The third column of data (0.0064363 secs) shows how long the GC ran Signs that your system is having memory problems that potentially impact the system and/or end users, are lines like the one at 10.623 where there was a Full GC, but since this one ran in .072 seconds, it’s not an issue. On a memory starved Operations Center system, you could potentially see a Full GC line executing, the amount of memory before and after is not changing much and the duration of the Full GC is represented seconds, ie: 5 seconds, 30 seconds, etc. Worse case, it is followed up by more and more and more Full GC’s.

As I indicated before, turning a JVM is a science and an art. I recommend that you work with the Consulting Team to assist you and/or read up on the JVM settings, how memory is used and tips and tricks on tuning. I recently ran across a very well written blog by Rupesh Ramachandran, Principal Solution Architect on Oracle's "A-Team" and a whitepaper from the Managed Runtime Initiative on the subject that would be a good starting point.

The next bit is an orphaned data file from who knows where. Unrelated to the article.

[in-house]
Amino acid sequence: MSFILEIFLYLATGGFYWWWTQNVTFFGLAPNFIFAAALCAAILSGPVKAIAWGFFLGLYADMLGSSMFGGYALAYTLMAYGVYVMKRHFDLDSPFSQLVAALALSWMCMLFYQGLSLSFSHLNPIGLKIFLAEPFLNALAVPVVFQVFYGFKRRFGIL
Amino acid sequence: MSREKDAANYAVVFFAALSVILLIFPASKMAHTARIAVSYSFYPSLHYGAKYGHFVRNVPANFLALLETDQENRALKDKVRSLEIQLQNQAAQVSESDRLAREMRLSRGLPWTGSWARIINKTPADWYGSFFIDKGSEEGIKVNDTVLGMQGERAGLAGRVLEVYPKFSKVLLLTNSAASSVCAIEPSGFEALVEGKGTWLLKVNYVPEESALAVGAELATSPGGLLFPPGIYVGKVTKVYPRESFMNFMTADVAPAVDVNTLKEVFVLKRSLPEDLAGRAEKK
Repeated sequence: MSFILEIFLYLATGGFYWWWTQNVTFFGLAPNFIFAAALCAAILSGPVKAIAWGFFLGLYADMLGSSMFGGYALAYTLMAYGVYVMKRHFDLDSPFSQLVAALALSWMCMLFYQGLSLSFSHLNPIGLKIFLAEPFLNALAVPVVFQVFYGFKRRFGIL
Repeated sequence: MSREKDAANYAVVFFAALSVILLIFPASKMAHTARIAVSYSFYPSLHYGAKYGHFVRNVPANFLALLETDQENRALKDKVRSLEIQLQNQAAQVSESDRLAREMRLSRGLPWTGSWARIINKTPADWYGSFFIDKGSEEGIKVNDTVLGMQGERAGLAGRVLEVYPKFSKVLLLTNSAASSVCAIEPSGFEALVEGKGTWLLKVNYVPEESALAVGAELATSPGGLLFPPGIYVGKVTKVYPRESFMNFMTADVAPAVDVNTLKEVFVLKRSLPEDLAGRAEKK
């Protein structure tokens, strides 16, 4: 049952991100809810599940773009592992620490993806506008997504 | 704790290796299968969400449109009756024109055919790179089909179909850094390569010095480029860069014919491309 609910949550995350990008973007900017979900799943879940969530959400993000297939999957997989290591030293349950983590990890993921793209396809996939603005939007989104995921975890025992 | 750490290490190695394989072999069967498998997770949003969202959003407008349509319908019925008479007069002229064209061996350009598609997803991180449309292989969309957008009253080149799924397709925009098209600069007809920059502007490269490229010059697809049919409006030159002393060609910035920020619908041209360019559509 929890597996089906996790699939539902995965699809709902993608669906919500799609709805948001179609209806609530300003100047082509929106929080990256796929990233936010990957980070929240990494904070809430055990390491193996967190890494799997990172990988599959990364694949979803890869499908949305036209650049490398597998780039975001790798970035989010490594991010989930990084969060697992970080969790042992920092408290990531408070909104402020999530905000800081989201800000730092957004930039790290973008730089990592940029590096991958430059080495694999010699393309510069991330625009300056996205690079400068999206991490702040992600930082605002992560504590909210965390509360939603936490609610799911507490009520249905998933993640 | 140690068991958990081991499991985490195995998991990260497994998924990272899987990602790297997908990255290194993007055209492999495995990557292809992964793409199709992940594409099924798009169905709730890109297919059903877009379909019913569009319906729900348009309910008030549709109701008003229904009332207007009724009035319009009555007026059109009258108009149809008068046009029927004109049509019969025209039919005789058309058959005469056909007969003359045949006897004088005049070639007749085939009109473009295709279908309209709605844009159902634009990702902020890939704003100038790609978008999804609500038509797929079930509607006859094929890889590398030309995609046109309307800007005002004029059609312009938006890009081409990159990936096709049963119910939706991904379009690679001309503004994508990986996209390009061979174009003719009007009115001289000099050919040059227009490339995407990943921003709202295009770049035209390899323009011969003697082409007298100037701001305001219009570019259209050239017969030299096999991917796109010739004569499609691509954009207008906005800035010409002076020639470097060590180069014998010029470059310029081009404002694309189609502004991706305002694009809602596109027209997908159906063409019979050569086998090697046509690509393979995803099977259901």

Since it doesn’t make sense to do the actual tuning testing on the production implementation of Operations Center it is important to set up a development/test environment that closely mimics productions elements, alarms, load, etc. The dev environment must represent production as closely as possible to ensure the memory settings tested in Dev make sense to use in Production.

- Tobin